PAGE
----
Former electoral commission chief executive James Oswago has paid the ultimate price for the bungled procurement of equipment worth Sh1.3 billion during the 2013 General Election.
Anti-corruption court chief magistrate Felix Kombo sentenced Oswago and former IEBC deputy commission secretary in charge of support services Wilson Shollei, to four years in jail each for their role that almost cost the integrity of the polls conducted in March.
“Although their actions did not result in any loss of public funds, the crisis of mishandling the procurement processes for the 2013 General Elections was so substantial that it almost put the country’s stability at stake and they must suffer the consequences,” ruled Kombo.
According to the magistrate, the two former IEBC officials were at the centre of procuring electoral materials and that it is their decisions that made the integrity of the 2013 elections questionable.
Kombo ruled that had Oswago and Shollei been diligent in their duties, some of the disputed materials procured at the last minute before the election could have not been contested at the Supreme Court.
He, however, ruled that since the two are first offenders and given that no public funds were lost during the procurement process, Oswago and Shollei can gain their freedom by paying a fine of Sh7.5 million each.
“I have considered the many challenges faced in the election process and that managing election is a delicate matter that must be handled with care. They can get a non-custodial sentence by paying the option of a fine of Sh7.5 million each,” ruled Kombo.
The magistrate found Oswago and Shollei guilty of failing to ensure that changes made to the contract awarded to Face Technologies Limited for the supply of Electronic Voter Identification Devices (Evid) for the elections were approved by the commission.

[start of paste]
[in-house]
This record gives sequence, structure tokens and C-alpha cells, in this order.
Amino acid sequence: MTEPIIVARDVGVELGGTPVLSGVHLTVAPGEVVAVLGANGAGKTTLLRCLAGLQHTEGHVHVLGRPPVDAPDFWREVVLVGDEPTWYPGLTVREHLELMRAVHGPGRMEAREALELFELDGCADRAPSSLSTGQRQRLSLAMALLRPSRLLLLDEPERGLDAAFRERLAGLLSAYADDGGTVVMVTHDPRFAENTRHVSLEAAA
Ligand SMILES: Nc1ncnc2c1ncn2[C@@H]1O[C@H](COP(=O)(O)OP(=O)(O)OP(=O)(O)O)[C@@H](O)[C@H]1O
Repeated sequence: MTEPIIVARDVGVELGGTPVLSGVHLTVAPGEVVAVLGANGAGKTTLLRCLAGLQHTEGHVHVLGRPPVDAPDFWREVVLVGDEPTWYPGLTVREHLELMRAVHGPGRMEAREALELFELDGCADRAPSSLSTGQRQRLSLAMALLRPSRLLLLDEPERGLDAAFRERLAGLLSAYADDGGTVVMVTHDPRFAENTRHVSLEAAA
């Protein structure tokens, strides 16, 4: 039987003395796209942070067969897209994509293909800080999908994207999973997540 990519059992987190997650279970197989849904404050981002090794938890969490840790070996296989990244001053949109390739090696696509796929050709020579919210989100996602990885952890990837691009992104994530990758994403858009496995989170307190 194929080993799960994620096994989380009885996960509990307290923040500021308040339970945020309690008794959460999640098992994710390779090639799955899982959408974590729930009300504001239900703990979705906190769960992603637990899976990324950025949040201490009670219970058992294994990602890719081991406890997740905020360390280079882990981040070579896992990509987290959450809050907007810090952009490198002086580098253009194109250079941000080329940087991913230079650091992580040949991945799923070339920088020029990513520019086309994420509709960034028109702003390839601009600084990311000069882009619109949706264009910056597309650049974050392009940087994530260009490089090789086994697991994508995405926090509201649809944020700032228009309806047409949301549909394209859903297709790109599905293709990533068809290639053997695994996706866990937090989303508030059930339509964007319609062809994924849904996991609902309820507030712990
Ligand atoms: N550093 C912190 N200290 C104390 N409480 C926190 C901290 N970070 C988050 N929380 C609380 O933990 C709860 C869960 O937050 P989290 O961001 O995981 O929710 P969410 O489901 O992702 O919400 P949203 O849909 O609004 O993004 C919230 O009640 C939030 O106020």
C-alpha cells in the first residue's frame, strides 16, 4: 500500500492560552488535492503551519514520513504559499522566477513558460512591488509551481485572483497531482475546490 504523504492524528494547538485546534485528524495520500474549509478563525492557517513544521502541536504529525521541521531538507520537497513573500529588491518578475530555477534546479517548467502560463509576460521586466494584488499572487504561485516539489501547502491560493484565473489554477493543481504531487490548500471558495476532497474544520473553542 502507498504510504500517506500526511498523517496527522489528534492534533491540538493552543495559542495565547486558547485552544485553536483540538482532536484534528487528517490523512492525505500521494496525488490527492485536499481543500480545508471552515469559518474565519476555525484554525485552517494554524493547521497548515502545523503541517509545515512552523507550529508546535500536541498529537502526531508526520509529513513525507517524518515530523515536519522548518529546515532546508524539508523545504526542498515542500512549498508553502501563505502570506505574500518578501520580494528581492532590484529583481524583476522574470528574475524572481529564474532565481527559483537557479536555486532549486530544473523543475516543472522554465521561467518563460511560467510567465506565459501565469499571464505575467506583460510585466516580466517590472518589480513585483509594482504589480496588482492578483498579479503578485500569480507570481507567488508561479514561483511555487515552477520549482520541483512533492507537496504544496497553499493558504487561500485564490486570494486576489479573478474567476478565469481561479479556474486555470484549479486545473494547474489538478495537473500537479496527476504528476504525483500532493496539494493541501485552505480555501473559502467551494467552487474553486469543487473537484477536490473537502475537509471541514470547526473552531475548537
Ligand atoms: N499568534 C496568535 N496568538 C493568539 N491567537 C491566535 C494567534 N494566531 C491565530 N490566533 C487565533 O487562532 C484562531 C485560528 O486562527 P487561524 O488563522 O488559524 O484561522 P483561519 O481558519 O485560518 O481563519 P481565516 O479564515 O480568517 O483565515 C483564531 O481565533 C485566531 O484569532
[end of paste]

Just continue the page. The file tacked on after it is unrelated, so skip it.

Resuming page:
He also found them guilty of the second count of willfully failing to follow procurement regulations and rules in awarding the Sh1.3 billion to Face Technologies Limited.
Kombo ruled that the two were aware that the equipment supplied were substandard but that Shollei went ahead to prepare approval documents which was presented by Oswago to the IEBC plenary.
“The entire procurement process was littered with irregularities since their failure to ensure that the electoral materials met the required threshold was deliberate. The court has no option but to convict them on the two counts,” ruled Kombo.
The magistrate had however acquitted the two of the charge of abuse of office where they were accused of improperly using their offices to confer a benefit of Sh1,397,724,925 to Face Technologies for supply of the electronic gadgets without ascertaining if the devices met the technical specifications in the contract.
The charges were as a result of recommendation by the Supreme Court in April 2013 after the conclusion of a petition by former Prime Minister Raila Odinga which challenged the election of former President Uhuru Kenyatta.
Although the then Chief Justice Willy Mutunga, judges Mohamed Ibrahim, Smokin Wanjala, Njoki Ndungu, Jacton Ojwang and Philip Tunoi dismissed Raila’s petition, they found that there were some illegalities in the IEBC procurement process that almost compromised the election.
The judges ordered investigation and prosecution of electoral commission officials who were involved in impropriety during the procurement of electronic elections equipment for use in the disputed polls.
According to the judges, it was likely that the procurement of the electronic systems was marked by competing interests involving impropriety or even criminality at the electoral commission.
Following the apex court recommendations, the Ethics and Anti-Corruption Commission took up investigations and in October 2013 arrested and charged Oswago, Shollei, former IEBC director of Finance Edward Kenga Karisa and procurement manager Willy Gachanja Kamanga.
However, Karisa and Kamanga were acquitted in May last year when the magistrate ruled that they had no case to answer.
The magistrate concluded the failure by Oswago and Shollei were deliberate since they knew the equipments had not been subjected to tests and verifications.